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Seawolf Hall of Fame adds hockey scorer Glencross, sprinter Pearce and super-supporter Olson

  • Author: Doyle Woody
  • Updated: August 23, 2017
  • Published August 22, 2017

Curtis Glencross was a goal-scoring winger who was about as subtle as a hammer, and he helped spearhead the most momentous turnaround in UAA hockey history.

Mary Pearce was a tenacious quarter-miler whose stride was as elegant as it was explosive, and her Seawolves record in the 400-meter dash still stands.

And Bobbi Ramos Olson has been a Seawolves supporter for so long her fingerprints — green and gold, no doubt — have been all over the school's athletic programs since they debuted four decades ago.

The contributions of Glencross, Pearce and Olson at UAA merged Tuesday, when the school announced the trio as the Class of 2017 in the Seawolf Hall of Fame.

The three, honored by a committee of staff, coaches, boosters, volunteers and faculty, will be inducted in an Oct. 8 public ceremony at the Alaska Airlines Center on campus. The Seawolf Hall of Fame inducted its inaugural class in 2001.

Glencross spent two seasons at UAA (2002-04) before the NHL beckoned following his sophomore year, and he parlayed a contract with the Anaheim Mighty Ducks — that deal came with a $750,000 signing bonus — into a career that included eight-plus seasons in the world's best league.

When Glencross arrived at UAA from Canada, he carried 180 pounds on his 6-foot frame, and that reported weight was probably generous. He played as if he was 6-3 and 220, and committed to a perpetual search-and-destroy mission. He used his speed to race in on the fore-check and batter defensemen. That demeanor was carryover from his mid-teens, when he was tiny for his age and ferocity made up for his lack of size.

Glencross racked a team-leading 11 goals as a freshman, but the Seawolves endured the worst season in school history. They won their first game, and never won another, going 1-28-7. Glencross, an emotional player who wore his heart on his sweater and played with a boulder on his shoulder, stewed.

As a sophomore, though, Glencross and his teammates soared. He scored a team-high 21 goals and 34 points, the Seawolves shocked host Wisconsin in first-round playoff series and advanced to the Western Collegiate Hockey Association Final Five for the first time. In St. Paul, Minnesota, they beat Colorado College in the play-in game before falling to North Dakota and Minnesota-Duluth. Glencross scored a goal in each of those last two games, and his 45-foot slapper top-shelf in his last college game entered into Seawolves lore as the $750,000 goal.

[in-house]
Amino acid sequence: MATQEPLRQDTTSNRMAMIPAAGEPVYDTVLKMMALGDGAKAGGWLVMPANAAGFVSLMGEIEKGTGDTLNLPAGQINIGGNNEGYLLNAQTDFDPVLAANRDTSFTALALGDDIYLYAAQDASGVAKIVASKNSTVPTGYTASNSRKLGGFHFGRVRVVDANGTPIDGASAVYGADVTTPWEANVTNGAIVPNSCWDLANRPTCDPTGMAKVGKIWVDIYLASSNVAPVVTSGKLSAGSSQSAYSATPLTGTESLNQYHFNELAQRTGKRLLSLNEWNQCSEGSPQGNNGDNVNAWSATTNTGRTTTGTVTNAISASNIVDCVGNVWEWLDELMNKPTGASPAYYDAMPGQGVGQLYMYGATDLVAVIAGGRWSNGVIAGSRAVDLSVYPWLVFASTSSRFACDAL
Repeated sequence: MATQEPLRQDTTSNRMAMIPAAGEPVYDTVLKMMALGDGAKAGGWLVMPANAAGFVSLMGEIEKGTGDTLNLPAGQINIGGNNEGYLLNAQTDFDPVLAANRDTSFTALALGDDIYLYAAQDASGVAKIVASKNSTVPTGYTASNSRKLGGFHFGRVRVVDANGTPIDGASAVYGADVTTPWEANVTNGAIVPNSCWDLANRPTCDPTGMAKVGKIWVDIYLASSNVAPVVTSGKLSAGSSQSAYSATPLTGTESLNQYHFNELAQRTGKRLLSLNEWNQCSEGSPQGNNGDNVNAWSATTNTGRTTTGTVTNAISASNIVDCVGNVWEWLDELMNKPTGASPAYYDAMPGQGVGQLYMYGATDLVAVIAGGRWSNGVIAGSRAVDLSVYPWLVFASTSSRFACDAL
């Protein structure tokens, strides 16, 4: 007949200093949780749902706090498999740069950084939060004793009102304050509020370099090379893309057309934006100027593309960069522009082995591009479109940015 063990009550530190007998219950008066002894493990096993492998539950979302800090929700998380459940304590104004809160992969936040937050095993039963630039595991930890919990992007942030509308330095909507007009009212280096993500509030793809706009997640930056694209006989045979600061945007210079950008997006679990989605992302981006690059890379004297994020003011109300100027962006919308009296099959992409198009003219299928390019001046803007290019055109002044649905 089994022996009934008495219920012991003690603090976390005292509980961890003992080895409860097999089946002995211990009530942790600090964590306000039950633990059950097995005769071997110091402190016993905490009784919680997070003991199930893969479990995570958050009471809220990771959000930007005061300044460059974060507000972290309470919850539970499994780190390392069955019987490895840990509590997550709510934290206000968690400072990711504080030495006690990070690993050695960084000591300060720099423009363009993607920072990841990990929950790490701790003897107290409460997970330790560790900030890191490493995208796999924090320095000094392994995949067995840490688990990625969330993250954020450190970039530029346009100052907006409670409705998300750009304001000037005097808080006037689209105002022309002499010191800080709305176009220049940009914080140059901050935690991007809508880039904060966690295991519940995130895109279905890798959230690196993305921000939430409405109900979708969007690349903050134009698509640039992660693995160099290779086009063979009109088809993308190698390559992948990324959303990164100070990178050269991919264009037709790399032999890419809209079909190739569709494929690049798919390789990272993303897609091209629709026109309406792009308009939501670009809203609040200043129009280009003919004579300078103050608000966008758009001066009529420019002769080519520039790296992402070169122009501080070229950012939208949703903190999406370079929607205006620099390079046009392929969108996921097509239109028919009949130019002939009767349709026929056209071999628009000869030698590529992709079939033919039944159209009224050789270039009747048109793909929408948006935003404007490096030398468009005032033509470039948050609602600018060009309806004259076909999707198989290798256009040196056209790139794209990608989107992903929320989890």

Glencross, who retired from hockey in 2015, owns records among former Seawolves for most NHL goals (134), assists (141), points (275) and games played (507). He lives in the Calgary area, where he and wife Tanya have three kids — Karter, Paisley and Stratton — and his Glencross Invitational Charity Roughstock Event has raised more than $1 million for Ronald McDonald House Central Alberta and minor hockey in Alberta.

Pearce, a Dimond High graduate, transferred back home to UAA after starting her college track career at Baylor in Texas. She immediately excelled, winning the Great Northwest Athletic Conference Newcomer of the Year honor in 2006, when she swept the 200 and 400 at the conference meet and became the first UAA sprinter to qualify for the NCAA Division II Outdoor Championships. At the NCAAs, Pearce broke the GNAC record in the preliminaries with her 54.82-second run and slashed it to 54.20 in the finals to finish fifth and seize All-America honors.

In 2007, Pearce again won the GNAC 400, and again twice lowered her GNAC record in the one-lap race, going 53.88 in the prelims and 53.56 in finals to finish fourth and claim another All-America. Her 53.56 has stood for a decade.

Now Mary Ahonen — she and Adam married in 2012 — the decorated sprinter teaches at Service High. The couple has a young son, Olin, and a second child on the way.

Olson contributions to UAA athletics stretch back to 1978, when she served on the committee for the inaugural Great Alaska Shootout men's basketball tournament, which was then called the Sea Wolf Classic. In 1980, she chaired the committee for the inaugural Northern Lights Invitational women's basketball tournament, which eventually moved under the Great Alaska Shootout umbrella. Olson also is on the short list of people who have attended every basketball tournament in UAA history.

Olson, a former financial planner, has served on committees to find athletic directors and basketball coaches. She has coordinated fundraisers and auctions, and served on the Interscholastic Athletic Board, and currently serves on the UAA Advisory Committee. Olson and husband Jim have donated generously to the athletic department — a conference room at the Alaska Airlines Center on campus is named after them — and also helped start the Seawolf Legacy Fund, and long traveled to UAA games Outside.